Some Throwback Poetry: Pt. 2

One of the things I love about literature and film is that they have the awesome power to inspire. Books I read as a child have stayed with me even as I am now an adult; and when I recall notable scenes from movies watched long ago, they still have an effect on me. There is one such scene from the 2001 film The Fellowship of the Ring which, for me, has undeniable effect. It takes place in the Mines of Moria, when Pippin– being Pippin– knocks a bucket down a mine shaft, causing an immense racket. Once the crashing of the bucket against the walls stops, the fellowship (already feeling uneasy) stands in silence for a moment; and the viewer is led to believe that perhaps the mine is truly abandoned after all. Then the viewer and the fellowship hear the screeching of Orcs and the banging of drums from below; making for a tense and terrifying scene.

It was this scene of great tension that inspired me, as a fanciful preteen, to write the following poem. It’s perhaps simple and repetitive, but when I was young I thought this was one of my coolest poems! I always loved the allure of fairy tales and similar stories, and the world of Middle Earth was the best of them all. I hope you enjoy it, and that it carries some of the effect of the scene it was inspired by!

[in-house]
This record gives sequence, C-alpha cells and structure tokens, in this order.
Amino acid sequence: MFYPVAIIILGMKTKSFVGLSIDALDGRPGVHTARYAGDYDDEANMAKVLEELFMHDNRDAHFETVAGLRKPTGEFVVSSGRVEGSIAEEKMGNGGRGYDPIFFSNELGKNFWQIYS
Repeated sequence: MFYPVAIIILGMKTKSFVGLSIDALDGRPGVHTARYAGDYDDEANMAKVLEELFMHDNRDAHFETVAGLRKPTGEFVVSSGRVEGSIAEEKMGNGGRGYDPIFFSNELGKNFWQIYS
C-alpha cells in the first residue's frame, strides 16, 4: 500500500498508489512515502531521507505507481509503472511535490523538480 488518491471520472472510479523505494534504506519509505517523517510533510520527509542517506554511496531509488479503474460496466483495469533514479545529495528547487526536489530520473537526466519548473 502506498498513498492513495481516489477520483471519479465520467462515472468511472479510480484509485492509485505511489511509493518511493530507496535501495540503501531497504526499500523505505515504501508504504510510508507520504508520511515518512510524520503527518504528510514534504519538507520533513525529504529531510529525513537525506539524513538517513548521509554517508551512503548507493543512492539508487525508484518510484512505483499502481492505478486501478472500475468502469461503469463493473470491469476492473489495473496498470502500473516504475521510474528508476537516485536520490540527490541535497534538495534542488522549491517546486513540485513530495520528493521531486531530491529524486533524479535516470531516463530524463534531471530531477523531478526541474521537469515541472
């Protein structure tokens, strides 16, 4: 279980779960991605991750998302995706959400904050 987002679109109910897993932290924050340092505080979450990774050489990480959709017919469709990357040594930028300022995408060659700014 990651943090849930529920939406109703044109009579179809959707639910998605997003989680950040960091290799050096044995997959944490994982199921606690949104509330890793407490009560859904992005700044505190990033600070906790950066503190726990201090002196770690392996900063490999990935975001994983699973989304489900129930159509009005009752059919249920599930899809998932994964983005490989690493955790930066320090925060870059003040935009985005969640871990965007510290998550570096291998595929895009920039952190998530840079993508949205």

Rock and Fire Beneath the Moor

In the dark of halls of steel,

Rock and fire beneath the moor

Though rock and fire themselves revealed

The sound of drums beneath the floor.

The Dwarves hoped t’would not come true,

But their fear became reality

For when Orcs come, they never go

But, the Dwarves could never flee.

In the dark of halls of steel,

Rock and fire beneath the moor

The Orcs’ large siege was real

Announced by drums beneath the floor.

In the dark of halls of steel,

Rock and fire beneath the moor

Though rock and fire themselves revealed

The sound of drums beneath the floor.

 

 

 

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